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I am rather enamoured by the late Norman Mailer. He wrote a letter to the late Ernest Hemingway in 1955.

It is as follows:

TO ERNEST HEMINGWAY

—because finally after all these years I am deeply curious to know what you think of this.

—but if you do not answer, or if you answer with the kind of crap you use to answer unprofessional writers, sycophants, brown-nosers, etc., then fuck you, and I will never attempt to communicate with you again.

—and since I suspect that you're even more vain than I am, I might as well warn you that there is a reference to you on page 353 which you may or may not like

NORMAN MAILER

Other than being an entertaining read (it certainly made me laugh) I am concerned with finding the alleged reference (I cannot see why it wouldn't be there).

I have a 1957 copy of The Deer Park. I could not find the reference on page 353.

Either it is more subtle than I supposed, or on another page, or does not exist.

Does anybody have any more information about this?

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    It seems to have been a draft copy he sent so the page number is probably no guide to the published edition. – Spagirl Oct 28 at 15:43
  • Ah. Right. Thanks. How did you know that it's a draft copy? – G. Ward Oct 29 at 13:08
  • Thanks for adding tags (to whoever added them). 👍 – G. Ward Oct 29 at 13:08
  • I was sure I read that when I was having a search online to see if your question was asked and answered elsewhere, but I cannot locate the source of it now. What I can find is this site which says the letter/book was sent in 'early 1955', while wikipedia says the book was published in mid-October. I'm not sure what the printing timescale would have been but it seems that that leaves scope for it to have been some sort of advance reading copy, which seems to be a more accurate term than 'draft' and became more common in the 50s/60s. lopezbooks.com/media/pdf/c155.pdf – Spagirl Oct 29 at 15:01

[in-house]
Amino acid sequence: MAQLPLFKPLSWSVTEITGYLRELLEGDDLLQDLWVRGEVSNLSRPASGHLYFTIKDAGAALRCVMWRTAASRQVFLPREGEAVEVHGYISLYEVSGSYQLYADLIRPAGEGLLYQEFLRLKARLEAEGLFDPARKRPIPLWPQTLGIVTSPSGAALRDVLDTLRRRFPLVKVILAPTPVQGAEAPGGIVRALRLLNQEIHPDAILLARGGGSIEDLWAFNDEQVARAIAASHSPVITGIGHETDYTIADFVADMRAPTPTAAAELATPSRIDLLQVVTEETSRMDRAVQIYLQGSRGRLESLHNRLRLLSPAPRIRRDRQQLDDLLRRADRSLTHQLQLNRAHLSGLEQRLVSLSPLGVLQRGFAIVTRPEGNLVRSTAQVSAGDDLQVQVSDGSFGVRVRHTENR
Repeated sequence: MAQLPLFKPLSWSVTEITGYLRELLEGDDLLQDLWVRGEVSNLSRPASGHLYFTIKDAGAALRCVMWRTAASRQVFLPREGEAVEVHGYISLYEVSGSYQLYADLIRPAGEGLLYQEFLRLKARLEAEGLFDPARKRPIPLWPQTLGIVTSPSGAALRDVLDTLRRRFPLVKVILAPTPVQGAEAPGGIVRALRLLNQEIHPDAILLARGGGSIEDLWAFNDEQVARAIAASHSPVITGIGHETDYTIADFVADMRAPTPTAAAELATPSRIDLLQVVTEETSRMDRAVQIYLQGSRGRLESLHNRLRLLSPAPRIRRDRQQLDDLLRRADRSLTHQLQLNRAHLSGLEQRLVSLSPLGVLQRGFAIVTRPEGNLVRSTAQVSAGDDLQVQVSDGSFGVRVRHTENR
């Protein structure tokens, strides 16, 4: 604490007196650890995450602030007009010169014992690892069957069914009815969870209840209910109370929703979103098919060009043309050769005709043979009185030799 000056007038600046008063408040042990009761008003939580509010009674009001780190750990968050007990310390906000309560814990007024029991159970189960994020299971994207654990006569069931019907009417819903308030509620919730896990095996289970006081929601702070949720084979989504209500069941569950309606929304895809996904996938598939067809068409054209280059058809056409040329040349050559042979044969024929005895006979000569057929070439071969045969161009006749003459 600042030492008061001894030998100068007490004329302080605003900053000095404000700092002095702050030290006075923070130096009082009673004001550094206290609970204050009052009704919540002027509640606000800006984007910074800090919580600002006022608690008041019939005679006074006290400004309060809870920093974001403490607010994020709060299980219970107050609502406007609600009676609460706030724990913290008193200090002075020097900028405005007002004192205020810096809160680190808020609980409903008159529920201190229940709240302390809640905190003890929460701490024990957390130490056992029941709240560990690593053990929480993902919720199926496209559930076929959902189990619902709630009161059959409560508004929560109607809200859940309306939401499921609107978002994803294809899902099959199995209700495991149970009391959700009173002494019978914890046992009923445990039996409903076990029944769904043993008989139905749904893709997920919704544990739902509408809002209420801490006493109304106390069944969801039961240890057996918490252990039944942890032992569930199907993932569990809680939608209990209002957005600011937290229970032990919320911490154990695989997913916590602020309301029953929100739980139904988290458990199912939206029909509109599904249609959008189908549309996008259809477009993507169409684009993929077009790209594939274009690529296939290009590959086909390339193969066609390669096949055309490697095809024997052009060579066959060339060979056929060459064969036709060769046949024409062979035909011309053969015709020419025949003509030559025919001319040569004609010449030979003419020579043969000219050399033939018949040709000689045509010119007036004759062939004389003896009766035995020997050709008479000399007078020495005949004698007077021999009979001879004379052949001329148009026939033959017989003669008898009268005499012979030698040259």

• Ah. Well thanks. The reference has now been found (it's in the answer below) if you're interested. It's only a small nougat. I hyped it up in my mind. Thanks a lot for your help. G. Ward. – G. Ward Oct 30 at 0:32
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In Google books, one can preview page 353 of The Deer Park, where one finds the following text:

and I tried to write my novel about bullfighting, but it was not very good. It was inevitably imitative of that excellently exiguous mathematician, Mr. Ernest Hemingway, and I was learning that it is not creatively satisfying to repeat the work of a good writer.

This is the trade paperback Random House edition (1997), but it presumably has the same page numbering as the original 1955 hardcover or advanced reading copy that Mailer sent Hemingway.

Your edition presumably has different page numbering.

  • Thanks awfully. I can't believe I didnt just use the search function on Google Books. (I usually use it all the time). I didnt think the reference would be so direct. I thought it would be a sort of comic-attack on his persona via a character. Obviously I was wrong. Thanks very much. Why do you think Mailer calls Hemingway a "mathematician"? Presumably it is a reference to his precise, machine-like style (a style I very much like) but it is still a rather odd choice of word. Anyway, I'm just being garrulous now. Take care. – G. Ward Oct 30 at 0:29

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